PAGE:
Find Me Guilty
Some time in the mid-'90s, one of the big TV newsmagazines followed a bunch of aspiring filmmakers around the Sundance Film Festival. One of them was Vin Diesel. Vin and his posse were mercilessly pimping one of the two films he wrote, directed, and starred in before he was famous. Memorably, the correspondent went out of his way to make fun of Diesel's relentless self-promotion, summing up his indie film as "Vin Diesel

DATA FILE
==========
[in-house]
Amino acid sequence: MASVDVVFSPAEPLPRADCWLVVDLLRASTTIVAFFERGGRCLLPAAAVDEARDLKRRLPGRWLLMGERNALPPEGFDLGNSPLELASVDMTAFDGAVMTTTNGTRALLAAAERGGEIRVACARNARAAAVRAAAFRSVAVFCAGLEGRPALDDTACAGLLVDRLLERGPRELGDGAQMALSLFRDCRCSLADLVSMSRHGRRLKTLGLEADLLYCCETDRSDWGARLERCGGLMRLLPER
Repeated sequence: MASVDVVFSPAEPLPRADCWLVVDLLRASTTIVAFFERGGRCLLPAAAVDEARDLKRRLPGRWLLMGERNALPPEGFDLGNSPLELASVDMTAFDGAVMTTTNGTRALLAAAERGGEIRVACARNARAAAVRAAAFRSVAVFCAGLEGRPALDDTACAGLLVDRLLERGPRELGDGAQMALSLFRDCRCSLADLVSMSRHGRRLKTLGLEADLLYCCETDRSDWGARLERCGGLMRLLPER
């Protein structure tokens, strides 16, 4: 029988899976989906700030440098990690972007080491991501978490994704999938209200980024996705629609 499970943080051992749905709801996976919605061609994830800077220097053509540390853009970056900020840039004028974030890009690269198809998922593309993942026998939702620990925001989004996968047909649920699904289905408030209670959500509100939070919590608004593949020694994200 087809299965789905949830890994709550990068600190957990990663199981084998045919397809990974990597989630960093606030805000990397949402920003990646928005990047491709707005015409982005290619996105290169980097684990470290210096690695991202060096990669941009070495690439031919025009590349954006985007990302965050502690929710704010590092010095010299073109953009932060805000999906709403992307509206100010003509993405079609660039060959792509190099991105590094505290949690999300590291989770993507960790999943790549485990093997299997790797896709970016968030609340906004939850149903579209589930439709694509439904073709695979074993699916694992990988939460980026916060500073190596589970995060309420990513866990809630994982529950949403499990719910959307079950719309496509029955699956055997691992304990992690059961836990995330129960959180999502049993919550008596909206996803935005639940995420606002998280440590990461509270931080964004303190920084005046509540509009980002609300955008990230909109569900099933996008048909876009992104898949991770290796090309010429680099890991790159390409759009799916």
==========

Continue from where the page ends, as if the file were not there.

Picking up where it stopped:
and more Vin Diesel" over a montage of the actor swaggering on-camera. Of course, it worked. Based on the strength of his Sundance showing, Steven Spielberg gave Diesel a cannon-fodder part in Saving Private Ryan, and the rest is infamy. Still, it's hard to shake the impression of that TV report: There's almost always a whiff of naked, strutting egotism in Vin Diesel's role choices, which isn't necessarily bad. When Diesel's peacock charisma is part of his character (Pitch Black, Fast and the Furious, xXx), he's fun to watch sort of coming off as The Rock's lunkhead younger brother. But lately, there's been a sense of his career being self-consciously, and badly, designed: He botched his bids for the blockbuster action crown (The Chronicles of Riddick) and the counterprogrammatic family-comedy scepter (The Pacifier). And now he's grabbing for the Serious Actor cape. Diesel plays real-life RICO defendant Giacomo "Jackie Dee" DiNorscio in Sidney Lumet's return to the courtroom, Find Me Guilty (2006). And while it isn't Lumet's best work by a long shot, it plays to Diesel's strengths. In fact, he carries the movie. Taken partly from court transcripts, Guilty follows the legendary trial in which then-New York D.A. Rudy Guiliani tried to take down 20 mob defendants on 76 charges, all at once at 627 days, the longest Mafia trial in U.S. history. And Jackie Dee, the moron, chose to fire his overpriced lawyer and defend himself after refusing to drop a dime. Structurally, the film ebbs and flows like a real trial, giving it a rhythmic, lulling quality that doesn't always make for great drama. Lumet does a masterfully low-key job of arranging 40-odd character actors (including the great Alex Rocco) in a film frame for the entire movie. And yes, he lets the great Peter Dinklage score charisma points as one of the mob lawyers. But the whole thing has a mild made-for-TV odor. Lumet tries for a hit-and-miss tone of jaunty Little Italy whimsy, and he blatantly, simplistically stacks the decks in favor of the defendants pitting them against mean, stupid cops and a cartoonishly nasty prick of a prosecutor (Linus Roache). Meanwhile, Diesel is saddled with shaky middle-age makeup and hair that could comfortably nest a family of terns. But somehow he transcends all these shortcomings, fake liver spots be damned. Vin mobs up nicely working his innate vanity into a performance that's ultimately a bunch of big speeches, dirty jokes, folksy jury-baiting, surprisingly clever cross-examinations, and naïve, wounded dignity. Does it feel a little like shameless Oscar-bait? Perhaps. But Diesel also demonstrates a range that many xXx fans (and critics) might have considered beyond him. "I'm not a gangster, ladies and gentlemen," he tells the jury early on. But somewhere midway through the picture, he also ceases to be Vin Diesel, Strutting Movie Personality. Let's hope he stays fixed. Fox's DVD release of Find Me Guilty features a good anamorphic transfer (1.85:1) with Dolby Digital 5.1 audio. The sole extra is "A Conversation with Sidney Lumet," which includes nine topics and a "play all" option. Trailer, keep-case.